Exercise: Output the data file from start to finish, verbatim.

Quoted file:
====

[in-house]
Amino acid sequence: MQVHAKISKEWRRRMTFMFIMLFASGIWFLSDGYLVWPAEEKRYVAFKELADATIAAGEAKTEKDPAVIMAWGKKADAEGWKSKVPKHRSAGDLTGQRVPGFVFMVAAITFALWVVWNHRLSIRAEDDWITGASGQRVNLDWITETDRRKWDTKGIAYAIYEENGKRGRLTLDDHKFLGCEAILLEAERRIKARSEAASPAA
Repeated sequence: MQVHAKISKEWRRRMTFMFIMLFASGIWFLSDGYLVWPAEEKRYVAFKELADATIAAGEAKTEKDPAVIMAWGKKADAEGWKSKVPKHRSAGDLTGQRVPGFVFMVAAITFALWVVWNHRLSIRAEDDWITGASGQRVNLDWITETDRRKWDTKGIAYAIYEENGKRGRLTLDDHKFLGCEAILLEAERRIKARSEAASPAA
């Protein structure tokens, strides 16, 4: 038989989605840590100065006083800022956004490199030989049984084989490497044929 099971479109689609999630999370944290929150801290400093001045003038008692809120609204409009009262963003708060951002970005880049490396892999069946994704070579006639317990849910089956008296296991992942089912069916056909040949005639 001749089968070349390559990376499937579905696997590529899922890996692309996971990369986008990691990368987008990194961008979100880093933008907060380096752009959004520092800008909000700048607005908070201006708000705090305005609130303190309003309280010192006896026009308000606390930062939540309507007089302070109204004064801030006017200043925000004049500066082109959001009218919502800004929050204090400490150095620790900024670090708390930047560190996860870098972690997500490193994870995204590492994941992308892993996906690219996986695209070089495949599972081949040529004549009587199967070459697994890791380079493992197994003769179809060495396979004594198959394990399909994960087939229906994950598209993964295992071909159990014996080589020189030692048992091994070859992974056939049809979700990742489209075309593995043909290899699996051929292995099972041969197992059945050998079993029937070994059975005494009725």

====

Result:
[in-house]
Amino acid sequence: MQVHAKISKEWRRRMTFMFIMLFASGIWFLSDGYLVWPAEEKRYVAFKELADATIAAGEAKTEKDPAVIMAWGKKADAEGWKSKVPKHRSAGDLTGQRVPGFVFMVAAITFALWVVWNHRLSIRAEDDWITGASGQRVNLDWITETDRRKWDTKGIAYAIYEENGKRGRLTLDDHKFLGCEAILLEAERRIKARSEAASPAA
Repeated sequence: MQVHAKISKEWRRRMTFMFIMLFASGIWFLSDGYLVWPAEEKRYVAFKELADATIAAGEAKTEKDPAVIMAWGKKADAEGWKSKVPKHRSAGDLTGQRVPGFVFMVAAITFALWVVWNHRLSIRAEDDWITGASGQRVNLDWITETDRRKWDTKGIAYAIYEENGKRGRLTLDDHKFLGCEAILLEAERRIKARSEAASPAA
């Protein structure tokens, strides 16, 4: 038989989605840590100065006083800022956004490199030989049984084989490497044929 099971479109689609999630999370944290929150801290400093001045003038008692809120609204409009009262963003708060951002970005880049490396892999069946994704070579006639317990849910089956008296296991992942089912069916056909040949005639 001749089968070349390559990376499937579905696997590529899922890996692309996971990369986008990691990368987008990194961008979100880093933008907060380096752009959004520092800008909000700048607005908070201006708000705090305005609130303190309003309280010192006896026009308000606390930062939540309507007089302070109204004064801030006017200043925000004049500066082109959001009218919502800004929050204090400490150095620790900024670090708390930047560190996860870098972690997500490193994870995204590492994941992308892993996906690219996986695209070089495949599972081949040529004549009587199967070459697994890791380079493992197994003769179809060495396979004594198959394990399909994960087939229906994950598209993964295992071909159990014996080589020189030692048992091994070859992974056939049809979700990742489209075309593995043909290899699996051929292995099972041969197992059945050998079993029937070994059975005494009725």